China has been one of the defining and time-consuming issues of President Donald Trump’s term in office — particularly over the past year. In fact, as we speak, one of Beijing’s most powerful politicians and economic czar, Liu He, is in Washington to seal the first stage of a bruising two-year trade war.
That unprecedented economic conflict, which has resulted in the taxation of nearly all of the commerce between the two countries, has effected American farmers, exporters and others; has remade global supply chains; and has kept the White House’s economic team busy meeting with its Chinese counterparts for round after round of discussion.
The viral video from Trump’s campaign days — the “China, China, China” montage — is flippant but shows that this focus for him isn’t new.
In August, Trump angered Beijing by labeling it a currency manipulator, then abruptly reversed the decision this week. He has called Xi Jinping a “great leader” with whom he has a “great relationship.” He has tweeted about China an astounding 700 times, more than he has about any other foreign country, including Russia, according to the Trump Twitter Archive. He proudly showcased his granddaughter utilizing impressive Chinese-language skills to greet and sing Tang Dynasty poetry to President Xi and his wife.
In short, however you feel about the wisdom of Trump’s China approach, his engagement with the world’s second largest economy — and the only rising power that could rival American supremacy any time soon — has been intense and frequent and has spanned a range of issues.
From the MarketWatch archives (December 2016): Trump risks dispute with China after call with Taiwan president: report
For good or ill, Trump has engaged China more than any other president.
By contrast, the Democratic Party held its seventh presidential debate last night, which covered numerous foreign-policy and economic issues — two areas that often segue into discussions of China. But the Asian rival was scarcely mentioned.
Sen. Bernie Sanders noted that he opposed the 2000 granting to China of permanent normal trade relations. Former Vice President Joseph Biden advised working with our allies in dealing with global issues, including China. Billionaire Tom Steyer, who has an estimated 1% chance of emerging victorious from the primaries, was the lone candidate to say anything concrete about Beijing — that he would scrap Trump’s China tariffs on Day 1 in office.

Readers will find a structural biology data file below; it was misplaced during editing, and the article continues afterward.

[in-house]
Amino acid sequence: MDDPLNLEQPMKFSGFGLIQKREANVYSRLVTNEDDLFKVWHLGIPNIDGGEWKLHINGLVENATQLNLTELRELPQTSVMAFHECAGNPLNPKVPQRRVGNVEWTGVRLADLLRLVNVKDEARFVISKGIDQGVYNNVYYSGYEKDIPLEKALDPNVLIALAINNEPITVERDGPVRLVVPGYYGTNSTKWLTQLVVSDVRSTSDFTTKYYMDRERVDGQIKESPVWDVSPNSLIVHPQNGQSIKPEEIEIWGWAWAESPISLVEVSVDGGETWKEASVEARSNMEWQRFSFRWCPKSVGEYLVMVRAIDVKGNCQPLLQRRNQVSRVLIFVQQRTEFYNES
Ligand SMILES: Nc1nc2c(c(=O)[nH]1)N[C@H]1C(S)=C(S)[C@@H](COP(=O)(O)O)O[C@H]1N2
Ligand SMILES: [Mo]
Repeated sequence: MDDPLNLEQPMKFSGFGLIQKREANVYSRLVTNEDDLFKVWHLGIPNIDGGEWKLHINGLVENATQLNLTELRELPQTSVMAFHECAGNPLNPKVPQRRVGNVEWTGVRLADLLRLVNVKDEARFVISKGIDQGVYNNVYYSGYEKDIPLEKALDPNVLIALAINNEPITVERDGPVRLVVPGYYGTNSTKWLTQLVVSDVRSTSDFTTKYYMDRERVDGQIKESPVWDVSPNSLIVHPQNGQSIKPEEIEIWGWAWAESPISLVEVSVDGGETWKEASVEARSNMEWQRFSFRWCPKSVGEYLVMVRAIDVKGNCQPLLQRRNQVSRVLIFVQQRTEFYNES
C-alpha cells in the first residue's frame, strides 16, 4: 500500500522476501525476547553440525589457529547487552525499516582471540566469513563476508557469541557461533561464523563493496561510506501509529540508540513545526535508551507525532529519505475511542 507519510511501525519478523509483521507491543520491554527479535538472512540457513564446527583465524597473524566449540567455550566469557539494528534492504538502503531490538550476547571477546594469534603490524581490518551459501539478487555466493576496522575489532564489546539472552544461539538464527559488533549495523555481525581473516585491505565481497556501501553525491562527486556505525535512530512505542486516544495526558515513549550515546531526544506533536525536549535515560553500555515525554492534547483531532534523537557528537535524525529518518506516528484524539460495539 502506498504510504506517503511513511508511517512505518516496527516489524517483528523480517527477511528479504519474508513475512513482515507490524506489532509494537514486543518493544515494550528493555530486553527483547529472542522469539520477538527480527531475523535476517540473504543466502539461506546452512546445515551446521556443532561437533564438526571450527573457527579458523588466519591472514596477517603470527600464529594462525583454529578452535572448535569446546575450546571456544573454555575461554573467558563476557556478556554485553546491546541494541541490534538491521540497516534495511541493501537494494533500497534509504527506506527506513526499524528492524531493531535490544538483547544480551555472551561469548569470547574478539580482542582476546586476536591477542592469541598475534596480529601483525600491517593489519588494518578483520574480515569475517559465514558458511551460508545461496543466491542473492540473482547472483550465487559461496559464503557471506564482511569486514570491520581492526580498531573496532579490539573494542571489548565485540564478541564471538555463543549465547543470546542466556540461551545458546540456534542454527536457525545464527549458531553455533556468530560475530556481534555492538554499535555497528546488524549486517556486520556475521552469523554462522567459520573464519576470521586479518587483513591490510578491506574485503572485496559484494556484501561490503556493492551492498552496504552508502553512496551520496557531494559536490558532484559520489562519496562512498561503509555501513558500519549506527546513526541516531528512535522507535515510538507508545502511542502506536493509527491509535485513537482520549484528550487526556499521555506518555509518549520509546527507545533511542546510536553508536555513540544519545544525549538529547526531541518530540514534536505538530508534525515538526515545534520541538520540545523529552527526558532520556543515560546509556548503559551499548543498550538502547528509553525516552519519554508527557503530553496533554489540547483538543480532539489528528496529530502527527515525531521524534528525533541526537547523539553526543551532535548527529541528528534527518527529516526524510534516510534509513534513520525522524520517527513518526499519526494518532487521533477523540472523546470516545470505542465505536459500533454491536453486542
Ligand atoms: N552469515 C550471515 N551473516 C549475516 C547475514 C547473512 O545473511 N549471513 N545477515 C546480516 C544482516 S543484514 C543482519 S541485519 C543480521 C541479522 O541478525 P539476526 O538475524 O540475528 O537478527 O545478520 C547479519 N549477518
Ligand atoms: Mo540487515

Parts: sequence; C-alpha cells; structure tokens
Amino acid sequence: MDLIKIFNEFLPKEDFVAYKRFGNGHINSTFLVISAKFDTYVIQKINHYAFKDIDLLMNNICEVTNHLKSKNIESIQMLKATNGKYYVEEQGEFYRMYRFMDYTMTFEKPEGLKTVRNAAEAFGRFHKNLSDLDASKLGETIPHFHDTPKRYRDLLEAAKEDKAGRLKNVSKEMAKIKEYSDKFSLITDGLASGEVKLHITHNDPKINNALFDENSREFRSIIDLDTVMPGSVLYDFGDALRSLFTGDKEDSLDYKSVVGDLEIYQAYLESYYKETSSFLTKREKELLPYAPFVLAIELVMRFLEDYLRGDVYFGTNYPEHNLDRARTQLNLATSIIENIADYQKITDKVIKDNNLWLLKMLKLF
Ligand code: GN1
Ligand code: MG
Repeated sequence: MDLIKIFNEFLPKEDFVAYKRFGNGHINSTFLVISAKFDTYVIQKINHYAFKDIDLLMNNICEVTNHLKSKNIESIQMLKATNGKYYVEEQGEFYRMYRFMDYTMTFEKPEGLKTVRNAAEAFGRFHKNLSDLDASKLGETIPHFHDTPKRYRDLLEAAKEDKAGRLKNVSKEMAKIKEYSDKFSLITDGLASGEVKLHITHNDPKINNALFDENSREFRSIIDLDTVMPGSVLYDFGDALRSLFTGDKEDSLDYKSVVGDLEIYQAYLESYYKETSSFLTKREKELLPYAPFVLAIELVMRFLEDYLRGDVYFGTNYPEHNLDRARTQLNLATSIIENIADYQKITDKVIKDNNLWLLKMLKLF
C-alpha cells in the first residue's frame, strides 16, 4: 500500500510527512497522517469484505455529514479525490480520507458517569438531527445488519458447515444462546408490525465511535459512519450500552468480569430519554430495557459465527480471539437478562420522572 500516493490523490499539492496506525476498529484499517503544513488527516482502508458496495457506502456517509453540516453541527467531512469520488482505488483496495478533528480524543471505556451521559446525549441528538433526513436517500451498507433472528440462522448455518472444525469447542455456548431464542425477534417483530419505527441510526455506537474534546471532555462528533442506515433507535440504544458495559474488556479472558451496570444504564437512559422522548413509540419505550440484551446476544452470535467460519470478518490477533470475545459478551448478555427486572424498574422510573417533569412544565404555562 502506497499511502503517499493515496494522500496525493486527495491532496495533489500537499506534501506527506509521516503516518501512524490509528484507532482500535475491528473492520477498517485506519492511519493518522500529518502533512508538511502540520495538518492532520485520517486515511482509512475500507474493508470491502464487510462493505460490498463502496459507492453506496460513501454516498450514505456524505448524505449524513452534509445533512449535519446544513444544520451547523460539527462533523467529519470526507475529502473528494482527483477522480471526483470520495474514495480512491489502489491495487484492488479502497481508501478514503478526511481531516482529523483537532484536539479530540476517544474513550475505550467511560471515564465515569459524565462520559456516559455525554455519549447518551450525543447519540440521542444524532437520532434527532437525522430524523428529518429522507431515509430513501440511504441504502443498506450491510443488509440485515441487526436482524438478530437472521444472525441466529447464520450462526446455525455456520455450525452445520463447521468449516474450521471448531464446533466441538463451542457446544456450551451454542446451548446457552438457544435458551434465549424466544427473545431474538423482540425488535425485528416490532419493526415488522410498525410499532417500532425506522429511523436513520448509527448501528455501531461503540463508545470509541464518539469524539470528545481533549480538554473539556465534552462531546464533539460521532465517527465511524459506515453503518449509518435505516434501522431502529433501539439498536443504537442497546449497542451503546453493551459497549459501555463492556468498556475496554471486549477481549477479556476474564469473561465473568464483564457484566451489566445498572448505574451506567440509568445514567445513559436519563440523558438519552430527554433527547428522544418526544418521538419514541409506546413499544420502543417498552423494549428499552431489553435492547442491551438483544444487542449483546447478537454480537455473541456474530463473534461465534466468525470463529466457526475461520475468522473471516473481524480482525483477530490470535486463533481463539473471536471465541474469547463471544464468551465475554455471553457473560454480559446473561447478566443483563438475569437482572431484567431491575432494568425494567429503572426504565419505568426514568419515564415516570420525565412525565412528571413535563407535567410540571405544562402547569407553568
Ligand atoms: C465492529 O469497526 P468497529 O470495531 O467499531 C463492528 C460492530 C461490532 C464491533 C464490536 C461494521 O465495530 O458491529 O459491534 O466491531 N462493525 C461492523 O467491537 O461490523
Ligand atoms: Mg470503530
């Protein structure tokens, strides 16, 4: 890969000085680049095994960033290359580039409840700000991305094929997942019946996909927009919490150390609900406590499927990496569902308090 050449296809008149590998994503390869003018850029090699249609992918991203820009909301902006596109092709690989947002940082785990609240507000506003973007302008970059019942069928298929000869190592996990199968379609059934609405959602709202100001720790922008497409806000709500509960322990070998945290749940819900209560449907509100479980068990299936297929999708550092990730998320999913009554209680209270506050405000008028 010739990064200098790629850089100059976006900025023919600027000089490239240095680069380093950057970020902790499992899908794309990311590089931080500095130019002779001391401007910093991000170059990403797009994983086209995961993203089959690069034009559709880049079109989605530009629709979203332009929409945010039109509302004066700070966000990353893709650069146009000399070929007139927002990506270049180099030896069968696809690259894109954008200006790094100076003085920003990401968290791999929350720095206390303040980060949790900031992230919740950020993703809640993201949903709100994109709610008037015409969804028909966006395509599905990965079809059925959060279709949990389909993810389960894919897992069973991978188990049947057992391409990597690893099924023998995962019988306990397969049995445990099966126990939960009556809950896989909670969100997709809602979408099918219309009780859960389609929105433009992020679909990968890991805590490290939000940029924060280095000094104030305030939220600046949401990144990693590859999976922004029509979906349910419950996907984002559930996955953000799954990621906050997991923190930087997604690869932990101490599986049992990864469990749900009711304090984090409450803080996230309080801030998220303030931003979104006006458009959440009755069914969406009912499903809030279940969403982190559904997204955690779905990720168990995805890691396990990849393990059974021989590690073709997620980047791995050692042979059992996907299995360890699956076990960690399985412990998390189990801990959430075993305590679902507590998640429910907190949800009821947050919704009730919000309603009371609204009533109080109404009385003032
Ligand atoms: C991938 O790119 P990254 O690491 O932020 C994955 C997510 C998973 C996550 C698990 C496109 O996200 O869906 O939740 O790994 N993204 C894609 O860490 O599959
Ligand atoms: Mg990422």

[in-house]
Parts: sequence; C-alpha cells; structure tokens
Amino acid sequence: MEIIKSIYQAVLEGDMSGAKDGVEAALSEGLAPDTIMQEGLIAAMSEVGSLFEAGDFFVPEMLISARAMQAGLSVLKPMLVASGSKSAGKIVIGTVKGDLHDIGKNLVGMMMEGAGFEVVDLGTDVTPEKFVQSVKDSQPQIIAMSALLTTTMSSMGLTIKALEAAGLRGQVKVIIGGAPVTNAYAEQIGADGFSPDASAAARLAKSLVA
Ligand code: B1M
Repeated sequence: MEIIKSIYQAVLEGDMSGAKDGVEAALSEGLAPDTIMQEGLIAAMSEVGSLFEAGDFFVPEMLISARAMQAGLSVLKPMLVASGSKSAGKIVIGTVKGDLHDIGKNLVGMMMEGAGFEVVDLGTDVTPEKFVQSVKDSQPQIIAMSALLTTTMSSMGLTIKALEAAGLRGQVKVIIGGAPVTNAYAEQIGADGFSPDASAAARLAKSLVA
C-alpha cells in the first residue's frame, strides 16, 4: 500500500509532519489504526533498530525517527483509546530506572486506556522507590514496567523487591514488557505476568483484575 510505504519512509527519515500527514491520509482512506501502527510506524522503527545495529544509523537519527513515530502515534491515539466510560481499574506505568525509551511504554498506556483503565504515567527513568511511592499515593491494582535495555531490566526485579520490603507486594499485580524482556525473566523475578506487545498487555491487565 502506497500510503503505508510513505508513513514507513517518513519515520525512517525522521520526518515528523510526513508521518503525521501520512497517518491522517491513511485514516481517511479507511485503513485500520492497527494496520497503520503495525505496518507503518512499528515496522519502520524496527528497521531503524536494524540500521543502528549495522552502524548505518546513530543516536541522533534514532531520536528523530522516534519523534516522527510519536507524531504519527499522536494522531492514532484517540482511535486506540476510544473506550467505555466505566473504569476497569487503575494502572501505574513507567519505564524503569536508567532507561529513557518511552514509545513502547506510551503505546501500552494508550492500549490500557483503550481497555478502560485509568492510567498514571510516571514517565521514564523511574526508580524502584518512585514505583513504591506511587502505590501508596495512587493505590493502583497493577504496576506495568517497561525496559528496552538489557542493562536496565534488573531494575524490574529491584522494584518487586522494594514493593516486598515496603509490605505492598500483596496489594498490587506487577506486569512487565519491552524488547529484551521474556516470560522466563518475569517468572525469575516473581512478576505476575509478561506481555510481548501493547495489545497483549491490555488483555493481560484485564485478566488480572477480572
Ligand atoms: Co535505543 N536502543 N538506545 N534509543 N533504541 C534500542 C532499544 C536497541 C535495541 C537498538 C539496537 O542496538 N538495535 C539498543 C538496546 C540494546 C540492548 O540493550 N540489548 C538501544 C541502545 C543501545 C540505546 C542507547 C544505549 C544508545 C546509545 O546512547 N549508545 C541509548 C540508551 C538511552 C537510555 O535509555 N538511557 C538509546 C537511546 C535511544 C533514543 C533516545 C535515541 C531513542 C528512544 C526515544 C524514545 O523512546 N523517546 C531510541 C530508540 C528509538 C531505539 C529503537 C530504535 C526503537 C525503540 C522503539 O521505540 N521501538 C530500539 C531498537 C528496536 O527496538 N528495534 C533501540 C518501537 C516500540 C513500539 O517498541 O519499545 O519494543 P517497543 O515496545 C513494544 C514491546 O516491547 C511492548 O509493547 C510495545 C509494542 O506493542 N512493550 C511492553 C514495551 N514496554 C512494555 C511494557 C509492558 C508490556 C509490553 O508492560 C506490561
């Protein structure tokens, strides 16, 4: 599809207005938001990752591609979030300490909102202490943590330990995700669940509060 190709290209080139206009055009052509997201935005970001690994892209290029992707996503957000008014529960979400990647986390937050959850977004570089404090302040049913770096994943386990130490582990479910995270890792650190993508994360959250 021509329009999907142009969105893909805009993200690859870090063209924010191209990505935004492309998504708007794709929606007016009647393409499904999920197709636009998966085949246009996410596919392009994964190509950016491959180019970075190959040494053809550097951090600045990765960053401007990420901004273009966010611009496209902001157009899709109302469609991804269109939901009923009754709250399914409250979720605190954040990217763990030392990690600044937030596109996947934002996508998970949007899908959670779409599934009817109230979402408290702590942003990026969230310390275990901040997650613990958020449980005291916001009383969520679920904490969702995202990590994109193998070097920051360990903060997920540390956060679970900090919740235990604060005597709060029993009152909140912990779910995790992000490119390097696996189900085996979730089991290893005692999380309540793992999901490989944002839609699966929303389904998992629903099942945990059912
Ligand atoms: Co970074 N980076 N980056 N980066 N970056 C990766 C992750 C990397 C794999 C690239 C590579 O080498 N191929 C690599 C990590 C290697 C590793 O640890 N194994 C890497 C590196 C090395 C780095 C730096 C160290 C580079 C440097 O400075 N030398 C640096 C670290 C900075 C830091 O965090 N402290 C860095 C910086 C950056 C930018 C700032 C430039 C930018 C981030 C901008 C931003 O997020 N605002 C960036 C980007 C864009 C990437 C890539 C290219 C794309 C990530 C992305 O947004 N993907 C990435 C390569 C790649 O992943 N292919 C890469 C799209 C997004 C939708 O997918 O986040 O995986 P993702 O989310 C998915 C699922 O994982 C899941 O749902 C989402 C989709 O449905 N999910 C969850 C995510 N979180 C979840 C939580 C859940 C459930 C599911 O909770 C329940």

These were all passing mentions, and the country that has long been our largest (pre–trade war) trading partner, the country whose economy will surpass that of America in at most a generation, and the country that the Pentagon this year said presented “the greatest long-term threat to the U.S. way of life,” never came up again.
In the first debate, in June, candidates were asked what they thought was the biggest geopolitical concern for America. Of the mere three who mentioned China, Julián Castro and Tim Ryan have since dropped out of the race. You may not have even heard of the third, John Delaney, who is currently polling close to zero percent.
Subsequent debates have been similar.
Is it worrying that in the more than 20 hours of Democratic debates, the most important political and economic relationship America will face in the 21st century has largely been an afterthought?
Yes and no. The American people are concerned about immediate issues like health care and wage growth, and (especially for Democratic Party voters) climate change, renewable energy and student debt. There is just too much of genuine importance on other issues for China to consume a huge share of the conversation.
But polls show the issue has grown for Democratic-leaning voters — with big increases in those who see China as a rival or simply unfavorably. Debate moderators — journalists who follow the news and inform the public for a living — should know these trends and query accordingly.
To be clear, the candidates have not completely avoided the topic, or failed to issue grand general statements on the campaign trail about how they will handle China more toughly than Trump has. But the volume of the discussion is disproportionately low, and specific China policies among the Democrats are worryingly vague.
The American public — the world, even — deserves a robust dialogue on China and the Sino-U.S. future. That doesn’t mean heightened confrontation. It likely would pave the way for a more informed path forward for the century’s paramount bilateral relationship.
Tanner Brown is a contributor to MarketWatch and Barron’s and producer of the Caixin-Sinica Business Brief podcast.